• Judith Anderson, Director of Career Readiness, College of Liberal Arts, University of Minnesota
  • Dr. Ascan Koerner, Associate Dean of Undergraduate Education, College of Liberal Arts, University of Minnesota

In this presentation, we will explore such practical strategies as visual goal setting and guides to help visual learners imagine and shape their career paths. With a focus on the unique learning style of visual learners, we will provide actionable insights and tools to support their career exploration and decision-making process. Visual learners, who comprise a significant percentage of college students, often face challenges in traditional career planning approaches that primarily cater to auditory and reading/writing learners. We believe that by tapping into their visual strengths, visual learners can find clarity and inspiration in envisioning their ideal career paths. By the end of this session, participants will have practical resources and strategies to help visual learners imagine their careers and make informed decisions based on their unique learning style. They will leave with a renewed sense of confidence and empowerment in pursuing their professional goals.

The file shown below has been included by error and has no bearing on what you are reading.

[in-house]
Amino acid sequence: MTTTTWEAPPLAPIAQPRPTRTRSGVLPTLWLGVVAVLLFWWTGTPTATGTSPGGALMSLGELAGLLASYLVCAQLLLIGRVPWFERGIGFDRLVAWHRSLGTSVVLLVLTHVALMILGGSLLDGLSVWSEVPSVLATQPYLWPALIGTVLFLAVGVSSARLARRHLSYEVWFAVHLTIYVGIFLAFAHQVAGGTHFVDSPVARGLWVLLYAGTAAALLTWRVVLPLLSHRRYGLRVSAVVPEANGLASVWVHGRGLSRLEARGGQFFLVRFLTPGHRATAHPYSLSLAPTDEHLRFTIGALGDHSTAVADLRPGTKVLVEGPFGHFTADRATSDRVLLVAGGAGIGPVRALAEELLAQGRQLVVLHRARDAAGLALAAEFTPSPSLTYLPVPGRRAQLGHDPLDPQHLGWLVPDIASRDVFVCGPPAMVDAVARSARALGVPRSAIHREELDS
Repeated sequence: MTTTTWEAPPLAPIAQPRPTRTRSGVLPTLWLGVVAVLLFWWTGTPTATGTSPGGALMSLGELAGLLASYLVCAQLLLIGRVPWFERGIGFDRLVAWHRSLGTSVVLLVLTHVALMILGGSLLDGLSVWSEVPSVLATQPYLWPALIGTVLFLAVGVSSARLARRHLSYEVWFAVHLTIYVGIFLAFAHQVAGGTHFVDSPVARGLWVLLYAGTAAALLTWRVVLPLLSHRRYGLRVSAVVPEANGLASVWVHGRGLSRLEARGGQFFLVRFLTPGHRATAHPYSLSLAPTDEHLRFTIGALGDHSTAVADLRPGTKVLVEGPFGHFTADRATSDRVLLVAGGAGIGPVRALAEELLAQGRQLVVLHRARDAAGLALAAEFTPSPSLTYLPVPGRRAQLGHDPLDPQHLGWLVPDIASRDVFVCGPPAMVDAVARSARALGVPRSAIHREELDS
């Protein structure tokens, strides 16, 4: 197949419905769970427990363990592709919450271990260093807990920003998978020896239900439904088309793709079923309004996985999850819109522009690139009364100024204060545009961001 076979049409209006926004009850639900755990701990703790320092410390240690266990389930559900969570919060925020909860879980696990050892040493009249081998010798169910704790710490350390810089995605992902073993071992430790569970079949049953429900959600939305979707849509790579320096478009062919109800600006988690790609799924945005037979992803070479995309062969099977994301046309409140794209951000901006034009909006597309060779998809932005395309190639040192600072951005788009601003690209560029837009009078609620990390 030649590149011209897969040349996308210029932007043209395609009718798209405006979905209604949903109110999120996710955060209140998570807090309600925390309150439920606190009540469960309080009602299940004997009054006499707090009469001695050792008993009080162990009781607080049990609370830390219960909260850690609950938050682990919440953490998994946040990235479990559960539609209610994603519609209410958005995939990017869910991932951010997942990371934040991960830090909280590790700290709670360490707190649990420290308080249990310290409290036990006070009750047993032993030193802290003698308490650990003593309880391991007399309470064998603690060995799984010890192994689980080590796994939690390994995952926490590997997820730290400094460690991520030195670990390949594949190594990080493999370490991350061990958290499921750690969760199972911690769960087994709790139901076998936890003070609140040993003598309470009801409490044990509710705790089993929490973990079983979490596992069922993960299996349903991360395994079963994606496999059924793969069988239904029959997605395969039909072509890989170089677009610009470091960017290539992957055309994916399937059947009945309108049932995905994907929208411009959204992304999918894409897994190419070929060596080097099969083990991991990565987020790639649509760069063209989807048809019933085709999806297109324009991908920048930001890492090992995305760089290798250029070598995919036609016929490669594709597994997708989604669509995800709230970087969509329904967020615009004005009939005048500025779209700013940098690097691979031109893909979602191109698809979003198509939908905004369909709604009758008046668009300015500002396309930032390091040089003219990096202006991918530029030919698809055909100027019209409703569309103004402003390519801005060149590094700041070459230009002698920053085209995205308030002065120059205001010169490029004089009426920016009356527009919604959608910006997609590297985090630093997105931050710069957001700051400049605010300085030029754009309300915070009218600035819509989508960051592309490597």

• Nora Gnabasik, Career Counselor, Texas A&M University-Corpus Christi